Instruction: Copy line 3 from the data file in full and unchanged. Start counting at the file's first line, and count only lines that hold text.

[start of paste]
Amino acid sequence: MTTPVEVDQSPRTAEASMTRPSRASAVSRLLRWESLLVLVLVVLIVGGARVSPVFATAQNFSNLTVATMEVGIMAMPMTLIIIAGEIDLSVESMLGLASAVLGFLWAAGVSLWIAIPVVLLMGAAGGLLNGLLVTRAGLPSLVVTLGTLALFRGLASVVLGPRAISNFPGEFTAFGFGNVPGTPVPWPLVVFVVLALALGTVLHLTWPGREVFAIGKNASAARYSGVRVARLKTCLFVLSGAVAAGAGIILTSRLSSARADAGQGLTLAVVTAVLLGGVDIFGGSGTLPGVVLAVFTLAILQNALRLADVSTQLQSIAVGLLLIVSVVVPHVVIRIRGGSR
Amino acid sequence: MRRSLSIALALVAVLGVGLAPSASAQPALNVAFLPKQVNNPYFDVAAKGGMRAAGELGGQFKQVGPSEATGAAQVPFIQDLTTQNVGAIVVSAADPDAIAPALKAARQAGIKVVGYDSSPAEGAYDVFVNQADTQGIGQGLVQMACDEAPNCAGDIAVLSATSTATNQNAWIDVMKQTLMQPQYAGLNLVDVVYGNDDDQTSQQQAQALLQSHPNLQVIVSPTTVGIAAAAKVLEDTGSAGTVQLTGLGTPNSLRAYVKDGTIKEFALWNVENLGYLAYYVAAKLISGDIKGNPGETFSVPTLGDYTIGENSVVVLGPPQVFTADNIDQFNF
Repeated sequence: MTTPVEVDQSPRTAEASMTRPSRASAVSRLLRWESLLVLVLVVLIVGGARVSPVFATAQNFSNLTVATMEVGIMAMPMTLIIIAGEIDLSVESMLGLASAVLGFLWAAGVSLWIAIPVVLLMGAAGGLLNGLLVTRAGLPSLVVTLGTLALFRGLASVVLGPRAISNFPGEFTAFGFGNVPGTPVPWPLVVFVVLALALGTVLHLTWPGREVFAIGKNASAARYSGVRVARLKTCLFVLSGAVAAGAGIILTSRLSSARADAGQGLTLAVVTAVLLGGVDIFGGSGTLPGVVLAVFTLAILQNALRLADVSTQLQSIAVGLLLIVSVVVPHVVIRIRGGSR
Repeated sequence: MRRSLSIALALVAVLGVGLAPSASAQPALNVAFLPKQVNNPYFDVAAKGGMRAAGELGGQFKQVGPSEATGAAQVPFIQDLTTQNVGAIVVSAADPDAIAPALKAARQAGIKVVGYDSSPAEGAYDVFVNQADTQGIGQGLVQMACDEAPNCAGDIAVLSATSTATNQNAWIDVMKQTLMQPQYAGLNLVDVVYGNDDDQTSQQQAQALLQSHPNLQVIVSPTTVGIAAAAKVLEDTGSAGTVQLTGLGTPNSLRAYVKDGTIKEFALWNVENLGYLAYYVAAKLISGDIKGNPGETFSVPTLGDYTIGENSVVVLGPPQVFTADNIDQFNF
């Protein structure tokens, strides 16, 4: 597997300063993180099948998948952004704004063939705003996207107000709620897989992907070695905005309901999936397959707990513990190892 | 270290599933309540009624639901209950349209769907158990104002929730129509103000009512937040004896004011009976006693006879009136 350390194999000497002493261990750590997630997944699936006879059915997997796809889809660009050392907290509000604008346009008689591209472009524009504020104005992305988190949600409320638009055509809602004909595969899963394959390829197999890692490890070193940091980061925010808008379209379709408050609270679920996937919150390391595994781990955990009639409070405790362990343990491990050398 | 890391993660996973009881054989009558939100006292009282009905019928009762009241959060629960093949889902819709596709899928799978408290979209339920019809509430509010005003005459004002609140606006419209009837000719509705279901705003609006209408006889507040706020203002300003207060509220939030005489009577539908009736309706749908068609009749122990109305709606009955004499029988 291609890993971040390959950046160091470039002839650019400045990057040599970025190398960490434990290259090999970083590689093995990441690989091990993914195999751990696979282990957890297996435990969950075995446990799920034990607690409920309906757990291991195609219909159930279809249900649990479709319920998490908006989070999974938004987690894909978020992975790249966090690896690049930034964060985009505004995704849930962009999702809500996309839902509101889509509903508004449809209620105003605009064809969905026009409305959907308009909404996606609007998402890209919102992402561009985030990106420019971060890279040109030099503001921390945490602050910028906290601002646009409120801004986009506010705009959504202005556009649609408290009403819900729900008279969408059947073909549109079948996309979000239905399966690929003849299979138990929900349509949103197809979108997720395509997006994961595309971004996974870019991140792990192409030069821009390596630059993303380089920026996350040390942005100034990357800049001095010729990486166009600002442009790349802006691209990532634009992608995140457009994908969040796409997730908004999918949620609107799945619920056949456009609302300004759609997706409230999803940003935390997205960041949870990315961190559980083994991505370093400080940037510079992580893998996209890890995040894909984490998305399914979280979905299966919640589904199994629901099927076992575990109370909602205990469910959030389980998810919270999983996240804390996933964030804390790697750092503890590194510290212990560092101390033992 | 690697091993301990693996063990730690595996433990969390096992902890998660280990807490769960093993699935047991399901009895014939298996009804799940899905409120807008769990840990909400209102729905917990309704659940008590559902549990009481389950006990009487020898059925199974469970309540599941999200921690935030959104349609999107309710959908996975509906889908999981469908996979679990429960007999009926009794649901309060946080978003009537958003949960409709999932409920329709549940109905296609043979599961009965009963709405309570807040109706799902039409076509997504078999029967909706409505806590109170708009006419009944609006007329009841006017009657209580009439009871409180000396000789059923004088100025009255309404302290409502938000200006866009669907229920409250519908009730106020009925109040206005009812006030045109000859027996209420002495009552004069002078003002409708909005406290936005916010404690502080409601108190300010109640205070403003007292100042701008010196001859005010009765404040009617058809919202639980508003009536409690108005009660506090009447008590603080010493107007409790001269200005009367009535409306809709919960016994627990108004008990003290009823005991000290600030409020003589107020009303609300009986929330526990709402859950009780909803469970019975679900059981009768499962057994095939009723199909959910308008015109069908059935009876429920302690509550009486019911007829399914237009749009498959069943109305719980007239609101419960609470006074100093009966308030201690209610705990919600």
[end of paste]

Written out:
Repeated sequence: MTTPVEVDQSPRTAEASMTRPSRASAVSRLLRWESLLVLVLVVLIVGGARVSPVFATAQNFSNLTVATMEVGIMAMPMTLIIIAGEIDLSVESMLGLASAVLGFLWAAGVSLWIAIPVVLLMGAAGGLLNGLLVTRAGLPSLVVTLGTLALFRGLASVVLGPRAISNFPGEFTAFGFGNVPGTPVPWPLVVFVVLALALGTVLHLTWPGREVFAIGKNASAARYSGVRVARLKTCLFVLSGAVAAGAGIILTSRLSSARADAGQGLTLAVVTAVLLGGVDIFGGSGTLPGVVLAVFTLAILQNALRLADVSTQLQSIAVGLLLIVSVVVPHVVIRIRGGSR